Science Update March 01, 2010
Diabetes and Depression Associated with Higher Risk for Major Complications
People with type 2 diabetes and coexisting major depression are more likely to experience life-threatening diabetes-related complications, according to a recent NIMH-funded study published in the February 2010 issue of Diabetes Care.
Research has shown that depression is commonly associated with diabetes. People who have both diabetes and depression tend to have more severe symptoms of both diseases, higher rates of work disability and use more medical services than those who only have diabetes alone.
Elizabeth Lin M.D., MPH, Michael Von Korff, Sc.D., and colleagues from Group Health Research Institute in Seattle, WA, and Wayne Katon M.D., and colleagues from the University of Washington, examined the association between type 2 diabetes and depression among 4,623 patients enrolled in Group Health, a health plan serving residents of Washington state. They first interviewed the participants between 2000 and 2002, and then conducted follow-up interviews between 2005 and 2007. They tracked the participants' rates of microvascular complications (e.g., blindness, end-stage kidney disease, amputations and kidney failure deaths) and macrovascular complications (e.g., heart attack, stroke, cardiovascular procedures and deaths).
Results of the Study
At the follow-up interview, 14 percent of the participants had developed a clinically advanced microvascular complication, and 24 percent had developed a severe macrovascular complication. Over the five-year follow-up period, those with major depression had a 36 percent higher risk of developing microvascular complications and a 25 percent higher risk of developing macrovascular complications compared with patients without major depression.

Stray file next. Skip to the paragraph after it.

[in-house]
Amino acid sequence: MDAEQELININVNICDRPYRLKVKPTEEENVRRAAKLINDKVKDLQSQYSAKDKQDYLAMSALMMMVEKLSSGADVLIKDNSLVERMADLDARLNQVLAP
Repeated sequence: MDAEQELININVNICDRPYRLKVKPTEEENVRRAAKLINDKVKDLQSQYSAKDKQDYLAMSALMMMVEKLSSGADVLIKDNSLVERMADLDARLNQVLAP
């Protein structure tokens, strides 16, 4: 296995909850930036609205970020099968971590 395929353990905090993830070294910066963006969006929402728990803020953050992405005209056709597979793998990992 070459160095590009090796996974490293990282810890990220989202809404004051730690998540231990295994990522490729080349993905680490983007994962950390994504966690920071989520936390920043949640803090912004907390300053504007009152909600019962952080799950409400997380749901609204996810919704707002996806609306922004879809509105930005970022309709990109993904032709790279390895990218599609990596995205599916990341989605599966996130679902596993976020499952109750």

Those with type 2 diabetes and coexisting major depression are more likely to experience life-threatening complications than those without coexisting major depression. To reduce the risk of diabetes complications, better interventions are needed that not only treat the diabetes but address any accompanying depression as well.
More research is needed to identify the underlying mechanisms for the association between depression and diabetes complications, and to develop interventions that treat both diabetes and accompanying major depression. In addition, better screening is needed to help identify those patients with diabetes who are at higher risk for developing major depression and other life-threatening complications.
More information about diabetes is available from the National Diabetes Education Program.
Lin EHB, Rutter CM, Katon W, Heckbert SR, Ciechanowski P, Oliver MM, Ludman EJ, Young BA, Williams LH, McCulloch DK, Von Korff M. Depression and advanced complications of diabetes. Diabetes Care. 2010 Feb. 33(2): 264-269.
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